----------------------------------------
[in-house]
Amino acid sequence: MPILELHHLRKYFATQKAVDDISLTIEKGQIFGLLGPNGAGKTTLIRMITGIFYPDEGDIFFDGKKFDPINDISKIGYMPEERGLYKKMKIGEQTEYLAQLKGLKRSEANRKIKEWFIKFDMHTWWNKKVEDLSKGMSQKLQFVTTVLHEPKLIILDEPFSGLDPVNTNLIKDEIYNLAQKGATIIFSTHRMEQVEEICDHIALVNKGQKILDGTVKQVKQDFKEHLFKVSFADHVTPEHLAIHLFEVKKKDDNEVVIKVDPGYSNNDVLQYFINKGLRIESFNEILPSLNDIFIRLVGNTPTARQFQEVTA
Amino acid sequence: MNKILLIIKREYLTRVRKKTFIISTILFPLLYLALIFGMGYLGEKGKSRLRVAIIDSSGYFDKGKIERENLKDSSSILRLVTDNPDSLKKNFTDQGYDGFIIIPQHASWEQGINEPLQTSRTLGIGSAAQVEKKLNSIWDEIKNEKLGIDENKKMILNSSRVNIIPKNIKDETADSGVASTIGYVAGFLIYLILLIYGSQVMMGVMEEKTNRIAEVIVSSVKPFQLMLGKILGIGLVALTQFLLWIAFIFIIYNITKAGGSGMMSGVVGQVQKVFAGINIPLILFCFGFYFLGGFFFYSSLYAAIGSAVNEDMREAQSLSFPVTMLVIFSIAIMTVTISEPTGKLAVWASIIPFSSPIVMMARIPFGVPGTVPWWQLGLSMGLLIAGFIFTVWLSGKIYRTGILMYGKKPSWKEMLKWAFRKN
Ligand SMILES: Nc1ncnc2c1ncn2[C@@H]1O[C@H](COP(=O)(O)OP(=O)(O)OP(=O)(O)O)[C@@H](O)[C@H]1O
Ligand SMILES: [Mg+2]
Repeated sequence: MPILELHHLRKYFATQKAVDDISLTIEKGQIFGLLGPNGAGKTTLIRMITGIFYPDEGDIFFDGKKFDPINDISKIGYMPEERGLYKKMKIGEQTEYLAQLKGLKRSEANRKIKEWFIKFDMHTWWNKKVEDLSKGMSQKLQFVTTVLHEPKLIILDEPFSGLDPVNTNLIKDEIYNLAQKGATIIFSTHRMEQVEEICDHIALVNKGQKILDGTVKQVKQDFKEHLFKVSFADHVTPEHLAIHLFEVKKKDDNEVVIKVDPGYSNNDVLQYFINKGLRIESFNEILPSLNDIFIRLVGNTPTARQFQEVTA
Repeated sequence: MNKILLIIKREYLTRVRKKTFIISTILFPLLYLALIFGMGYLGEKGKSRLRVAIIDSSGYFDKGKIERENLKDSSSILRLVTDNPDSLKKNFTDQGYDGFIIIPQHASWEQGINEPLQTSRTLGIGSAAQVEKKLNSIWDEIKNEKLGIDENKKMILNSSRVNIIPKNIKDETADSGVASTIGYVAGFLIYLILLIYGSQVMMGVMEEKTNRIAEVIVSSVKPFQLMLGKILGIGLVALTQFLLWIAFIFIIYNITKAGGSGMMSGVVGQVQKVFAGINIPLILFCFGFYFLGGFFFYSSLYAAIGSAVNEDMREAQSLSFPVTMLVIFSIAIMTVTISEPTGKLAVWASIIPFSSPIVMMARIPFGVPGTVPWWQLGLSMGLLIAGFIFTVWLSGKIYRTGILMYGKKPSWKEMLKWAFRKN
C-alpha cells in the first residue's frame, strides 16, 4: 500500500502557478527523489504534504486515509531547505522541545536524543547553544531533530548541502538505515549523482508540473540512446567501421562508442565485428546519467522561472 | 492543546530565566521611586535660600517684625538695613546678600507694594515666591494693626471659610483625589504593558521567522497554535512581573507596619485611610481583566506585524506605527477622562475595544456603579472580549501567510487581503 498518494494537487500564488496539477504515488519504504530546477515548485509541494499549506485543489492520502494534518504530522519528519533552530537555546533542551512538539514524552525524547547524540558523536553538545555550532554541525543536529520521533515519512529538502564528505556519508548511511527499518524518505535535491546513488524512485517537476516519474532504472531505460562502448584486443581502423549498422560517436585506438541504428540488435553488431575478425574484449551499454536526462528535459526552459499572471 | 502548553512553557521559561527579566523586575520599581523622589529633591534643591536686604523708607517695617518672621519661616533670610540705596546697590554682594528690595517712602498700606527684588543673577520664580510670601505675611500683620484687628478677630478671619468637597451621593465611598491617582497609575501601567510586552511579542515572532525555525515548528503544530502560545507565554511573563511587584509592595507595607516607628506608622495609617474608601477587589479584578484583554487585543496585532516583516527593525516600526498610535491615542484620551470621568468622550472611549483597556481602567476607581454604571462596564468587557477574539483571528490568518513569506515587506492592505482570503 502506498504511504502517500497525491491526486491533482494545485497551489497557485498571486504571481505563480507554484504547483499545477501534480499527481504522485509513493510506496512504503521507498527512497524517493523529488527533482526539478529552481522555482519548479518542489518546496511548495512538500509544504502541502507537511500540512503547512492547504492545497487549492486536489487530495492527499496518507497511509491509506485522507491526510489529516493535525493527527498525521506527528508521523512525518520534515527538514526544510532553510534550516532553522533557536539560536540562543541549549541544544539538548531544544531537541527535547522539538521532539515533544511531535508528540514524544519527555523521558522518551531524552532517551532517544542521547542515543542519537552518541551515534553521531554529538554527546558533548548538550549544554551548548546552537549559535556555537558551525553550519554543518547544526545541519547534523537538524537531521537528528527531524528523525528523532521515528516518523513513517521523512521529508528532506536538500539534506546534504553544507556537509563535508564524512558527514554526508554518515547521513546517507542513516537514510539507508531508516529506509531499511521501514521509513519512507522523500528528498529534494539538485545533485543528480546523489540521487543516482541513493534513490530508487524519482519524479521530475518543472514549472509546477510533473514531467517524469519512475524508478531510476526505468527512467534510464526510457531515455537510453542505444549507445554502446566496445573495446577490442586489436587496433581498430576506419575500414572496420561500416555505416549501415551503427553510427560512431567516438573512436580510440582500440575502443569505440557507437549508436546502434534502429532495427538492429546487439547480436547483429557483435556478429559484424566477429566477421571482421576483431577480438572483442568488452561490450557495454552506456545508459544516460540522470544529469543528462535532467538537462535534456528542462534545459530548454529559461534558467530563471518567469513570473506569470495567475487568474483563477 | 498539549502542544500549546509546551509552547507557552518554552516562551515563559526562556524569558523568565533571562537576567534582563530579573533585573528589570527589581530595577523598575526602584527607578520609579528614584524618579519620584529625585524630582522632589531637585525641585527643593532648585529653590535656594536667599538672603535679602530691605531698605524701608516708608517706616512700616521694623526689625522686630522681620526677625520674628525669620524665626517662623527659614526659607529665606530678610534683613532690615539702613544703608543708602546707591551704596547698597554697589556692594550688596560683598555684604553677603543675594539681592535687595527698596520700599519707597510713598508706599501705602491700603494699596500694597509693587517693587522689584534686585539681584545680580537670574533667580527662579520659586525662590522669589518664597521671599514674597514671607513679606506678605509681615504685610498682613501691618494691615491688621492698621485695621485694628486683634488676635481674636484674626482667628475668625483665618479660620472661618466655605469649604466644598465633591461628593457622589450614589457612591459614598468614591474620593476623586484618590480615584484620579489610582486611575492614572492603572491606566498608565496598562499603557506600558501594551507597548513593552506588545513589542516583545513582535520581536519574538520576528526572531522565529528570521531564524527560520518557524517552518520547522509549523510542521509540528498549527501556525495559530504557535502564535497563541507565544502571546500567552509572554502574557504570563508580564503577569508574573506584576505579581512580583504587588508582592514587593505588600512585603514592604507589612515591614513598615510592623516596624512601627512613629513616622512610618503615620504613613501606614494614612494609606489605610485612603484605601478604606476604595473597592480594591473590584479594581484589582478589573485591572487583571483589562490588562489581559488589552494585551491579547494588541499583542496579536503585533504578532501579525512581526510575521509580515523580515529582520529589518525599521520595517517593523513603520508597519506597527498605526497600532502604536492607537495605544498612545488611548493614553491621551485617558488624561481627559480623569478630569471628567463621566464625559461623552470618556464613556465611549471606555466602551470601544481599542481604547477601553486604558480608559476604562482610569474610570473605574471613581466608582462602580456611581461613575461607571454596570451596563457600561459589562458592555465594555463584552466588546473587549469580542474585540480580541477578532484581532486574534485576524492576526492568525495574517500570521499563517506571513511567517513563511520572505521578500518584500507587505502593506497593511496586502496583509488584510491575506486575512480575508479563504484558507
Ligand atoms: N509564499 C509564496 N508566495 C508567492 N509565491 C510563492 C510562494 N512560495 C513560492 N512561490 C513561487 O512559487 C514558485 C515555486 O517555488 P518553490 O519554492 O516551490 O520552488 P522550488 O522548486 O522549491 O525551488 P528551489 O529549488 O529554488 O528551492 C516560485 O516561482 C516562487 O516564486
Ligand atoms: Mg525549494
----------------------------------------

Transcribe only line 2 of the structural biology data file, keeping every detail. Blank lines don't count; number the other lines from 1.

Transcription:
Amino acid sequence: MPILELHHLRKYFATQKAVDDISLTIEKGQIFGLLGPNGAGKTTLIRMITGIFYPDEGDIFFDGKKFDPINDISKIGYMPEERGLYKKMKIGEQTEYLAQLKGLKRSEANRKIKEWFIKFDMHTWWNKKVEDLSKGMSQKLQFVTTVLHEPKLIILDEPFSGLDPVNTNLIKDEIYNLAQKGATIIFSTHRMEQVEEICDHIALVNKGQKILDGTVKQVKQDFKEHLFKVSFADHVTPEHLAIHLFEVKKKDDNEVVIKVDPGYSNNDVLQYFINKGLRIESFNEILPSLNDIFIRLVGNTPTARQFQEVTA